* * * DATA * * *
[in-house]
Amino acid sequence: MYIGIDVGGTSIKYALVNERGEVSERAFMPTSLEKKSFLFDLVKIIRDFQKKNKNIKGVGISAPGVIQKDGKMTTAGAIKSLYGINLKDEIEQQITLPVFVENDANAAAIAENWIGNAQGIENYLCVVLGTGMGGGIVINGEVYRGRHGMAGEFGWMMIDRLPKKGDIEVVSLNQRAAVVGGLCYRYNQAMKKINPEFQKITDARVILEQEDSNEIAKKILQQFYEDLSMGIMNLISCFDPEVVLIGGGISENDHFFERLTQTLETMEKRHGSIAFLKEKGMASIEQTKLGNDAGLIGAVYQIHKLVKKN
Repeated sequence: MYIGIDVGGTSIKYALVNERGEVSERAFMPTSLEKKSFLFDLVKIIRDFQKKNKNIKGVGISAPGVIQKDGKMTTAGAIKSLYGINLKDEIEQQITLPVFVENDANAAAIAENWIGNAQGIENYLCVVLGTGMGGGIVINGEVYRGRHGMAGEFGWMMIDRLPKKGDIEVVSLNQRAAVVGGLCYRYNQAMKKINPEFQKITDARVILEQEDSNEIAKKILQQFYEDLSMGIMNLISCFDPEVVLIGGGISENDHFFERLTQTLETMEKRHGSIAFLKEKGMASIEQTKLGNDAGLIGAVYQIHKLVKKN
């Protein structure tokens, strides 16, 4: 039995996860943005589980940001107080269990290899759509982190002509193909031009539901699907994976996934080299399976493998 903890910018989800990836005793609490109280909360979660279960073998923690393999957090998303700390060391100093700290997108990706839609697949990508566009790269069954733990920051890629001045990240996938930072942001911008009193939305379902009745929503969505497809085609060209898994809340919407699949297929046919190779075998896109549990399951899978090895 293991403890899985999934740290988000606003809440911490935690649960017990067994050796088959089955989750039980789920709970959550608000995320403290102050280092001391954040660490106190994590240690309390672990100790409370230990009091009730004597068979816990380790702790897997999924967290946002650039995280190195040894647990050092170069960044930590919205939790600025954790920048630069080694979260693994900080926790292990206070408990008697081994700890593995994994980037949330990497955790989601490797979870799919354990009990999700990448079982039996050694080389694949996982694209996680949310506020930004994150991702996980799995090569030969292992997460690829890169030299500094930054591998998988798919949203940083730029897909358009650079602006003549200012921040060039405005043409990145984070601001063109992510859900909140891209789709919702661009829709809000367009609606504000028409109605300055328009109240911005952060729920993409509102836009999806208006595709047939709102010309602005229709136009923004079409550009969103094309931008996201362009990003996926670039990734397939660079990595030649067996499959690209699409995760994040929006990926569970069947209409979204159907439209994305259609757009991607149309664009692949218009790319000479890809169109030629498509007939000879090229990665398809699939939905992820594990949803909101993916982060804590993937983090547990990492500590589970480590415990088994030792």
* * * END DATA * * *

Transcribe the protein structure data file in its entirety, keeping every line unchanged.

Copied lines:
[in-house]
Amino acid sequence: MYIGIDVGGTSIKYALVNERGEVSERAFMPTSLEKKSFLFDLVKIIRDFQKKNKNIKGVGISAPGVIQKDGKMTTAGAIKSLYGINLKDEIEQQITLPVFVENDANAAAIAENWIGNAQGIENYLCVVLGTGMGGGIVINGEVYRGRHGMAGEFGWMMIDRLPKKGDIEVVSLNQRAAVVGGLCYRYNQAMKKINPEFQKITDARVILEQEDSNEIAKKILQQFYEDLSMGIMNLISCFDPEVVLIGGGISENDHFFERLTQTLETMEKRHGSIAFLKEKGMASIEQTKLGNDAGLIGAVYQIHKLVKKN
Repeated sequence: MYIGIDVGGTSIKYALVNERGEVSERAFMPTSLEKKSFLFDLVKIIRDFQKKNKNIKGVGISAPGVIQKDGKMTTAGAIKSLYGINLKDEIEQQITLPVFVENDANAAAIAENWIGNAQGIENYLCVVLGTGMGGGIVINGEVYRGRHGMAGEFGWMMIDRLPKKGDIEVVSLNQRAAVVGGLCYRYNQAMKKINPEFQKITDARVILEQEDSNEIAKKILQQFYEDLSMGIMNLISCFDPEVVLIGGGISENDHFFERLTQTLETMEKRHGSIAFLKEKGMASIEQTKLGNDAGLIGAVYQIHKLVKKN
């Protein structure tokens, strides 16, 4: 039995996860943005589980940001107080269990290899759509982190002509193909031009539901699907994976996934080299399976493998 903890910018989800990836005793609490109280909360979660279960073998923690393999957090998303700390060391100093700290997108990706839609697949990508566009790269069954733990920051890629001045990240996938930072942001911008009193939305379902009745929503969505497809085609060209898994809340919407699949297929046919190779075998896109549990399951899978090895 293991403890899985999934740290988000606003809440911490935690649960017990067994050796088959089955989750039980789920709970959550608000995320403290102050280092001391954040660490106190994590240690309390672990100790409370230990009091009730004597068979816990380790702790897997999924967290946002650039995280190195040894647990050092170069960044930590919205939790600025954790920048630069080694979260693994900080926790292990206070408990008697081994700890593995994994980037949330990497955790989601490797979870799919354990009990999700990448079982039996050694080389694949996982694209996680949310506020930004994150991702996980799995090569030969292992997460690829890169030299500094930054591998998988798919949203940083730029897909358009650079602006003549200012921040060039405005043409990145984070601001063109992510859900909140891209789709919702661009829709809000367009609606504000028409109605300055328009109240911005952060729920993409509102836009999806208006595709047939709102010309602005229709136009923004079409550009969103094309931008996201362009990003996926670039990734397939660079990595030649067996499959690209699409995760994040929006990926569970069947209409979204159907439209994305259609757009991607149309664009692949218009790319000479890809169109030629498509007939000879090229990665398809699939939905992820594990949803909101993916982060804590993937983090547990990492500590589970480590415990088994030792």